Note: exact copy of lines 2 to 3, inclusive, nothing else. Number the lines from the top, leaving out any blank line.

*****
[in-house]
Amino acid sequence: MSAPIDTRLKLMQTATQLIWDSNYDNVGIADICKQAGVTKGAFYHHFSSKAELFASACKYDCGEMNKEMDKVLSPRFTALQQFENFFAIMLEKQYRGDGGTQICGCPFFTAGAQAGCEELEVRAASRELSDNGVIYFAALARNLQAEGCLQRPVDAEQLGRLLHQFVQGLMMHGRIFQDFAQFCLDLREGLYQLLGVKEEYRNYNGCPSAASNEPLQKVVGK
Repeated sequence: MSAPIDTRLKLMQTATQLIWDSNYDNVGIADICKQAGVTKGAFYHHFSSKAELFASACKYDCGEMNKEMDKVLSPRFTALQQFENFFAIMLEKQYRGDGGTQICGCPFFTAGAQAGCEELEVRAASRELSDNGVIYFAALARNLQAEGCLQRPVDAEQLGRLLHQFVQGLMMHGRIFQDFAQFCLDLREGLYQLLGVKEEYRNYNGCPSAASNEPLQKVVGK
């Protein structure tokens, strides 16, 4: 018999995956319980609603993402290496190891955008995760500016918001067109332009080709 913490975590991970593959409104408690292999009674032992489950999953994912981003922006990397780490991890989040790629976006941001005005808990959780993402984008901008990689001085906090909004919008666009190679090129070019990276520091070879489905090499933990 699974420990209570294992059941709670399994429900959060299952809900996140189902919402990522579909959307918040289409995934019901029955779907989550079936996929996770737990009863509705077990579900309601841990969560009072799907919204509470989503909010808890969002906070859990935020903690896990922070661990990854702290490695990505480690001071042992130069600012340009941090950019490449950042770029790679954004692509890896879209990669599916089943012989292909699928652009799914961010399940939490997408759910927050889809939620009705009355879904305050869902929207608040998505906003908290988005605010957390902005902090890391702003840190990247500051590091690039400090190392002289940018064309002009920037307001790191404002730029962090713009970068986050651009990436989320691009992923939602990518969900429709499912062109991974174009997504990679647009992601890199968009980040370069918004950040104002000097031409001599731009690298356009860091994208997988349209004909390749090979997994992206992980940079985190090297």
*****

Amino acid sequence: MSAPIDTRLKLMQTATQLIWDSNYDNVGIADICKQAGVTKGAFYHHFSSKAELFASACKYDCGEMNKEMDKVLSPRFTALQQFENFFAIMLEKQYRGDGGTQICGCPFFTAGAQAGCEELEVRAASRELSDNGVIYFAALARNLQAEGCLQRPVDAEQLGRLLHQFVQGLMMHGRIFQDFAQFCLDLREGLYQLLGVKEEYRNYNGCPSAASNEPLQKVVGK
Repeated sequence: MSAPIDTRLKLMQTATQLIWDSNYDNVGIADICKQAGVTKGAFYHHFSSKAELFASACKYDCGEMNKEMDKVLSPRFTALQQFENFFAIMLEKQYRGDGGTQICGCPFFTAGAQAGCEELEVRAASRELSDNGVIYFAALARNLQAEGCLQRPVDAEQLGRLLHQFVQGLMMHGRIFQDFAQFCLDLREGLYQLLGVKEEYRNYNGCPSAASNEPLQKVVGK